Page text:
MESA, Ariz. -- If the Cubs are going to get Jeff Samardzija to bite on their next multiyear offer, they'll have to come at him stronger than they did last fall, when they floated a discount deal that would have sucked up at least one of his free agency years.
It worked for Starlin Castro, the young All-Star shortstop who chose long-term security for his family over projected market value when he signed that seven-year, $60 million deal last summer.
It's not about the same kind of security for Samardzija.
Samardzija, who made a powerful 170-inning debut as a full-time starter last year, says he's glad to see the Cubs want what he does: a long-term relationship.
But he's not ready to commit until he shows what he believes is frontline-starter quality for a full season - and seems anxious to put that whole innings-limit thing behind him and cut loose.
``It doesn't really make much sense to sit down and try to negotiate something when I don't even have a full season under my belt,'' said the presumptive front-runner for the Opening Day slot in the rotation. ``Obviously, now we're just talking a potential kind of thing.''
And "potential" usually comes attached to discount numbers during contract talks.
``I don't know; I'm not a GM - you tell me,'' Samardzija says. ``I'm just saying I want to know where I stand as a whole, from beginning to end, start to finish. `I did this for a full season,' and then you can start comparing to other guys and this and that.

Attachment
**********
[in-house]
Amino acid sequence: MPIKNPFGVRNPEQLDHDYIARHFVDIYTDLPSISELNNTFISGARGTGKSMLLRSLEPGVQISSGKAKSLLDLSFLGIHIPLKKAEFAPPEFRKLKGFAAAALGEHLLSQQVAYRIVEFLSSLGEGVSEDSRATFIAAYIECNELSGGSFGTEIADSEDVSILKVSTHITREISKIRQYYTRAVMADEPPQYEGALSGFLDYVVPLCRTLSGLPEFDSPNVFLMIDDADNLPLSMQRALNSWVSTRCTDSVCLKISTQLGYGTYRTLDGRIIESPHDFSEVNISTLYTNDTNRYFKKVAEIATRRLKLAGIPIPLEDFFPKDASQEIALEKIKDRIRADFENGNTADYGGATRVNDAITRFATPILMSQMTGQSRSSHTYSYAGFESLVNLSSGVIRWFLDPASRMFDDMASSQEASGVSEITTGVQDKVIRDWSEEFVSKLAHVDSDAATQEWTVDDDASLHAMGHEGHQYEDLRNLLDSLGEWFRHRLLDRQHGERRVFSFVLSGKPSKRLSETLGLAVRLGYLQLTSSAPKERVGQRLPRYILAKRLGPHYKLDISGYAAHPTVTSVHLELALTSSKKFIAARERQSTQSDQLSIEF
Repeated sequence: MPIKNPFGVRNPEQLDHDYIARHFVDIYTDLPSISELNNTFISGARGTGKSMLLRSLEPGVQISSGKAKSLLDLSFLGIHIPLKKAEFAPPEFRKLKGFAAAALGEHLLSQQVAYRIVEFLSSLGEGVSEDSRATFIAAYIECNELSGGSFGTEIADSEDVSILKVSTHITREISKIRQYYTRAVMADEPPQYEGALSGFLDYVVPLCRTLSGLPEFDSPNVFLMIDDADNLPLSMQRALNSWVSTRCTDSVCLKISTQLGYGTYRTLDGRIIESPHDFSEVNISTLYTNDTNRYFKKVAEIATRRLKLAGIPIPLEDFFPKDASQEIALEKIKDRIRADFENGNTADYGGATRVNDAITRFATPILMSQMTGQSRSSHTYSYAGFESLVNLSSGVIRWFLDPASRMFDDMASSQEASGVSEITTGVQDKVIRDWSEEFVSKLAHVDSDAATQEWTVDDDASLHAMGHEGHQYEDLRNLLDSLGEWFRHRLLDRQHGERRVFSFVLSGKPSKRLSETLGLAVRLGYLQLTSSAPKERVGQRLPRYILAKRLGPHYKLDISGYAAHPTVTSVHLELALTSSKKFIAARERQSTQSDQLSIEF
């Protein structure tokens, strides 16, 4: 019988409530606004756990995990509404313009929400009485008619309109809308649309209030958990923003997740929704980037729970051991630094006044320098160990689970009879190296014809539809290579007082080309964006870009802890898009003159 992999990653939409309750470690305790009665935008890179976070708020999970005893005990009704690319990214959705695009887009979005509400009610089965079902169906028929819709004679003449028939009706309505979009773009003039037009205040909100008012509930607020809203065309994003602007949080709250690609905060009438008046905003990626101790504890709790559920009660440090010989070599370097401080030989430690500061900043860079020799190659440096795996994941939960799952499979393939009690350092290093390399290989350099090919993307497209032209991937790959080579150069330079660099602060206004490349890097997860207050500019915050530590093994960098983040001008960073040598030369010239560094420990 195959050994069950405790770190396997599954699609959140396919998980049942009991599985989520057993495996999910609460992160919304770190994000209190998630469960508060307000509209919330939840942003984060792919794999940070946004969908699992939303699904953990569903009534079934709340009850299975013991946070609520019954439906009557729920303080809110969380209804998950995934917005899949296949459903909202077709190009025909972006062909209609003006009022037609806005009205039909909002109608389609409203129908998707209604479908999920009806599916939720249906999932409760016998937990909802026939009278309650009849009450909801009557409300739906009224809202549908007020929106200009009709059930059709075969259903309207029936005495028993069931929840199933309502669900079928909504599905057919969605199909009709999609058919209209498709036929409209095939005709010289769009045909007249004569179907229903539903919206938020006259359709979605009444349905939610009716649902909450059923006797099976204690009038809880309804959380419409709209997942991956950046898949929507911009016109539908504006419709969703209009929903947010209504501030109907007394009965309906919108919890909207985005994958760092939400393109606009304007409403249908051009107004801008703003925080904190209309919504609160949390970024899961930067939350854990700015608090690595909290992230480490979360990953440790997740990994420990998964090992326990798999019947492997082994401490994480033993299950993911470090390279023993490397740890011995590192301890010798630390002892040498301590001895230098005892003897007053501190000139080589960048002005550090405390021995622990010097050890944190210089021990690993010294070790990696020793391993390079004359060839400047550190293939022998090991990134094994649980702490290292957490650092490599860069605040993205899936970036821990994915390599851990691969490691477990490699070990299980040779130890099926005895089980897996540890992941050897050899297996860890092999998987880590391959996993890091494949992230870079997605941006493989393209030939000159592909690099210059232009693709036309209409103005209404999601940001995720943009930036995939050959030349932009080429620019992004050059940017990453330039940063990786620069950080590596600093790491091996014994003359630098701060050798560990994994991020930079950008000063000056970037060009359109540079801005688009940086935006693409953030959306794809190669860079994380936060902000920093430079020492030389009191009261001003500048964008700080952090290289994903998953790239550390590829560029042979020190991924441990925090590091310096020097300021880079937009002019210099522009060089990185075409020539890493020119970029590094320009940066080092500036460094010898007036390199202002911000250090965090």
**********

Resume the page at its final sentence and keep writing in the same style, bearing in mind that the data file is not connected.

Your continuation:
``I'd rather have some more concrete stats and some concrete evidence on what's going on. ... I think a big thing is I'm a healthy dude - knock on wood - and I work hard. And I just want to put as much on my side of the court as possible.''
Even with a rough June, Samardzija led the Cubs' staff with a 3.81 ERA and won nine games during a 101-loss season in 2012 - going 4-6 with a 2.58 ERA and 1.019 WHIP in 13 starts after June.
``What he did his last eight starts - [God dang], if that pans out for 30-whatever starts, you've got a legitimate No. 1-type guy,'' manager Dale Sveum said.
That's the idea, from both Samardzija's and the team's perspective - the team acknowledging as much by making him the center of one of its winter ticket-sale campaigns, with a red Christmas bow on his hat and all.
Samardzija has no fear of proving it on a year-to-year basis until the team's offer catches up.
``When we feel we're on the same page, then we'll get it done,'' he said.
No animosity. No rush. No problem. That's just how confident Samardzija is in his ability and how sure his agent is of his long-term value.
For now, it's ``so far on the back burner it's really not even an issue,'' he says.
But if the Cubs want to re-open talks in the short-term, even during the season, he has no problem with that.
``I'm a professional, and I can do off-field stuff and on-field stuff simultaneously,'' he said. ``I'm a multi-tasker. I work out and I run and play baseball at the same time.
``I look at it as a positive. If they wnt to talk to me about that stuff, and we're going back and forth, then obviously I'm wanted. I'm not looking at it as a negative. We're not getting in each other's face. ...
``The ball's in their court, and that's really all there is to it.''